In Mugato, Gumato Star Trek: Lower Decks Continues Characters' Growth
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In Mugato, Gumato Star Trek: Lower Decks Continues To Let Characters Grow

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BY September 2, 2021

The latest episode of Star Trek: Lower Decks features the classic original series alien the Mugato (or Gumato, depending on who you ask). It’s a perfect creature for Lower Decks because it’s both a recognizeable pull from the lore, and one that’s been called multiple names throughout its appearances. My favorite running gag in this episode is how the creature’s name is not pronounced the same way twice. Beyond this, the episode is one that continues to build on the groundwork laid down by the first season. From the series premiere of Star Trek: Lower Decks, the characters fit neatly in their places. Yet, in season 2 the characters are changing and growing, which is risky for an animated comedy series.

It can be very risky when a series deconstructs the unlikely relationships that make up a good comedy cast. However, in this episode the storytellers use the foundation laid in the first season to add depth and emotional stakes. Star Trek: Lower Decks is a show primarily for adults, after all. Characters in animated series change just like any other characters. However, they usually become a caricature of their fan-favorite traits. But, in Mugato, Gumato, the storytellers let the characters grow.

The dynamic established between the show’s characters is first underscored, then challenged. Ensign Tendi has her own mission in this episode, but it follows the same theme. And it ends with a sequence that will be hilarious to anyone who has ever had to give a cat medicine.

Spoilers to follow

“Mugato, Gumato” -- Tawny Newsome as Ensign Beckett Mariner and Jack Quaid as Ensign Brad Boimler of the Paramount+ series STAR TREK: LOWER DECKS. Photo: PARAMOUNT+ ©2021 CBS Interactive, Inc. All Rights Reserved **Best Possible Screen Grab** Photo: PARAMOUNT+ ©2021 CBS Interactive, Inc.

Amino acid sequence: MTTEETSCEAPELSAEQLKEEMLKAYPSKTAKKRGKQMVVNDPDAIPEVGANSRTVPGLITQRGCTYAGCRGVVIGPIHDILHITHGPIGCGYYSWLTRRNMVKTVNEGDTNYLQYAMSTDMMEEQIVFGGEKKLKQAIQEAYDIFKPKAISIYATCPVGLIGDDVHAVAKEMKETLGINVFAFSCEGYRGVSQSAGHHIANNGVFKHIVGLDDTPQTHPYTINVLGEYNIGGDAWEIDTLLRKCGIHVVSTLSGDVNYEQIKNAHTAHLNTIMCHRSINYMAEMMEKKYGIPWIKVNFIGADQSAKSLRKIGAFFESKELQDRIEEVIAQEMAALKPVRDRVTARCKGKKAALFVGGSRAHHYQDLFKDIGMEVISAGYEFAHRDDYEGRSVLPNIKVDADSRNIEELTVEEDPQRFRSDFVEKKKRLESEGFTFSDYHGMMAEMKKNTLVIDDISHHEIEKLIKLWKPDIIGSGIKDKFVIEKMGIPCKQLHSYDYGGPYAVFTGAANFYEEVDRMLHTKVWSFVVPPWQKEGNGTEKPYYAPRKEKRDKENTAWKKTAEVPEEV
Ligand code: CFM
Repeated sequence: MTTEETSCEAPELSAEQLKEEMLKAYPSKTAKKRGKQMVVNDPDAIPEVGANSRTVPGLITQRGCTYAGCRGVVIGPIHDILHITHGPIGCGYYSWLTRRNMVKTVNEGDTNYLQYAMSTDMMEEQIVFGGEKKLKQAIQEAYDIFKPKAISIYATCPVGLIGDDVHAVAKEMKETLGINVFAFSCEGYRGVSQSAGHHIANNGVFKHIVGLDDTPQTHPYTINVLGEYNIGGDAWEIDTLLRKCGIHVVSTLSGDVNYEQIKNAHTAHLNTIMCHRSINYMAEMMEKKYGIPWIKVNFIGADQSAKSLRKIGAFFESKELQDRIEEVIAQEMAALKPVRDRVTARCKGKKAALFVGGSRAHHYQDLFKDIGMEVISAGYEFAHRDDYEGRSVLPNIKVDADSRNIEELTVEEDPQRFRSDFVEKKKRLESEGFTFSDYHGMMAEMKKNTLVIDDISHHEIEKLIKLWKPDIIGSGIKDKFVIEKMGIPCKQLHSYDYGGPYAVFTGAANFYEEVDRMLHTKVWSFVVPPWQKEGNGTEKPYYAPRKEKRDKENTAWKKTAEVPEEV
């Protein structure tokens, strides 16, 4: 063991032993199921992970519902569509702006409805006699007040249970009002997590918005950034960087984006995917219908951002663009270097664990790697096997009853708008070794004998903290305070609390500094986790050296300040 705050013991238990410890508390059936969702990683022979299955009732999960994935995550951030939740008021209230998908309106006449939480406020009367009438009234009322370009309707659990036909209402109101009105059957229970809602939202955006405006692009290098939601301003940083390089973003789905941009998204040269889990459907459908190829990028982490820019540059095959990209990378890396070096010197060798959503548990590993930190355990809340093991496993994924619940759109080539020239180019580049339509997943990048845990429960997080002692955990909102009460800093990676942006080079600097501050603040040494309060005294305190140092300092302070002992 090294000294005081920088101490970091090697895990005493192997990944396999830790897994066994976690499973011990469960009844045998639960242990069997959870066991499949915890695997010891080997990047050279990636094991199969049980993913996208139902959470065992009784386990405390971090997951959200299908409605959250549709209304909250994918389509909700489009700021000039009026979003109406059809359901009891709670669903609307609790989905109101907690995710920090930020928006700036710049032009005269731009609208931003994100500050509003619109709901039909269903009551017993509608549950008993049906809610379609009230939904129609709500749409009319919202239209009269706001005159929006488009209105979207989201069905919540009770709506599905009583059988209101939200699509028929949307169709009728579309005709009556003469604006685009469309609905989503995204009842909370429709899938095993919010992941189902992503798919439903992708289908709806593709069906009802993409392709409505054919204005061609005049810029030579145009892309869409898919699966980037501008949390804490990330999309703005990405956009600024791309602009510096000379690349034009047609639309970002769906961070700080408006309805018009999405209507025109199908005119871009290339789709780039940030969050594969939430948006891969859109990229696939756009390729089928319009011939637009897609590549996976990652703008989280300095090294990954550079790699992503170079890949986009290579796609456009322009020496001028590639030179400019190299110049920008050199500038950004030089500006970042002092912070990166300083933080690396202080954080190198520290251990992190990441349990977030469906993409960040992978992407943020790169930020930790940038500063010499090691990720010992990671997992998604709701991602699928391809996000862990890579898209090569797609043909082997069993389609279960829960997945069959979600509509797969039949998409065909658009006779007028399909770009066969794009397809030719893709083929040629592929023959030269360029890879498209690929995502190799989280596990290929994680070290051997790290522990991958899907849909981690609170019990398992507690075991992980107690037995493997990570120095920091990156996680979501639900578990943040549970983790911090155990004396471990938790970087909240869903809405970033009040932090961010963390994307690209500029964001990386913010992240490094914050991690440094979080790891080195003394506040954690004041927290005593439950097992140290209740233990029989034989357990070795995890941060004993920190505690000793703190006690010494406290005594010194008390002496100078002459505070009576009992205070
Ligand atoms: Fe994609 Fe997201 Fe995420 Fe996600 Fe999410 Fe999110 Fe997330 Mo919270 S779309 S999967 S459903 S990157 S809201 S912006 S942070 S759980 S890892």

Mugato, Gumato Is the Perfect Lower Decks Premise

One thing that Star Trek: Lower Decks is able to do in Mugato, Gumato is poke fun at the parent franchise. The name of these creatures, white gorillas with a horn sticking out the middle of its head, was never consistent. This is the kind of franchise in-joke that fits perfectly with what Lower Decks does. Essentially, all of these characters are “fans” of Star Trek, because those are the most amazing crews in their organization. When I was in the military, us regulars were equally excited about the missions of the various special forces units out there. An inconsistency in something’s name in the organization is exactly something a lower decker would mock.

Yet, lest this be mistaken for just a goofy cartoon that riffs on Trek references, they actually tell a remarkably pure “Star Trek” story. Despite its various incarnations, a consistent theme is the conflict resolution without fighting is the ideal solution. On the planet they visit, Boimler, Mariner, and Rutherford encounter scoundrels and dangerous creatures. After some thrilling hijinks, the storytellers call back to the “boring” game that Rutherford and Boimler played called “Diplomacy.” And this time, he got to (technically) save Mariner, for a change.

“Mugato, Gumato” -- oel Wells as Ensign Tendi and Gillian Vigman as Dr. T'Ana of the Paramount+ series STAR TREK: LOWER DECKS. Photo: PARAMOUNT+ ©2021 CBS Interactive, Inc. All Rights Reserved **Best Possible Screen Grab** Photo: PARAMOUNT+ ©2021 CBS Interactive, Inc.

Lower Decks has let Boimler be the hero, but I can’t recall a time he succeeded and Mariner failed. So when he and Rutherford negotiated and compromised their way out of trouble it just felt perfect. The unlikely characters saved the day, and they negotiated the best possible outcome without even having to kill or wrestle a Mugato, or Gumato, or Mugatu. And, the characters are in different places in their relationships than when the episode began. Let’s see if it sticks.

Star Trek: Lower Decks debuts new episodes Thursdays on Paramount+.

What did you think of Mugato, Gumato, and do you want your Star Trek: Lower Decks characters to grow? Share your thoughts, theories, and reviews in the comments below.

Featured Image: PARAMOUNT+ ©2021 CBS Interactive, Inc.

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Joshua M. Patton is a father, veteran, and writer living in Pittsburgh, PA. The first books he read on his own were comics, and he's loved the medium ever since. He is the greatest star-pilot in the galaxy, a cunning warrior, and a good friend. His book "What I Learned: Stories, Essays, and More" is available in print from Amazon and from all electronic booksellers.

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